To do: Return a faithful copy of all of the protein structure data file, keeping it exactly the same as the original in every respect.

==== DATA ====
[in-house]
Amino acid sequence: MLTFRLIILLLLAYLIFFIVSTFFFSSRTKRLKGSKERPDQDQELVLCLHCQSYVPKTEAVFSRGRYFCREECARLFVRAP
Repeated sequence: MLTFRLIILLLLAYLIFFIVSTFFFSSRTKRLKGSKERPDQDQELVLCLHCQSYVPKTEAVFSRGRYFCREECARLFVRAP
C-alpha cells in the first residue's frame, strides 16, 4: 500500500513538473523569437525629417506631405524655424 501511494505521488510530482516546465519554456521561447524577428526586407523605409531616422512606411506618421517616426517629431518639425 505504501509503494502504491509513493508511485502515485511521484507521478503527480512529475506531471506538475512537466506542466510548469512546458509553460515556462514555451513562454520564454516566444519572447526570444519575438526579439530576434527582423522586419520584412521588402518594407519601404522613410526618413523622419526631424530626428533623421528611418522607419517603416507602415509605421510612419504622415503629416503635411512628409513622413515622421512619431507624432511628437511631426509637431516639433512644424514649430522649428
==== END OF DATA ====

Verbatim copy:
[in-house]
Amino acid sequence: MLTFRLIILLLLAYLIFFIVSTFFFSSRTKRLKGSKERPDQDQELVLCLHCQSYVPKTEAVFSRGRYFCREECARLFVRAP
Repeated sequence: MLTFRLIILLLLAYLIFFIVSTFFFSSRTKRLKGSKERPDQDQELVLCLHCQSYVPKTEAVFSRGRYFCREECARLFVRAP
C-alpha cells in the first residue's frame, strides 16, 4: 500500500513538473523569437525629417506631405524655424 501511494505521488510530482516546465519554456521561447524577428526586407523605409531616422512606411506618421517616426517629431518639425 505504501509503494502504491509513493508511485502515485511521484507521478503527480512529475506531471506538475512537466506542466510548469512546458509553460515556462514555451513562454520564454516566444519572447526570444519575438526579439530576434527582423522586419520584412521588402518594407519601404522613410526618413523622419526631424530626428533623421528611418522607419517603416507602415509605421510612419504622415503629416503635411512628409513622413515622421512619431507624432511628437511631426509637431516639433512644424514649430522649428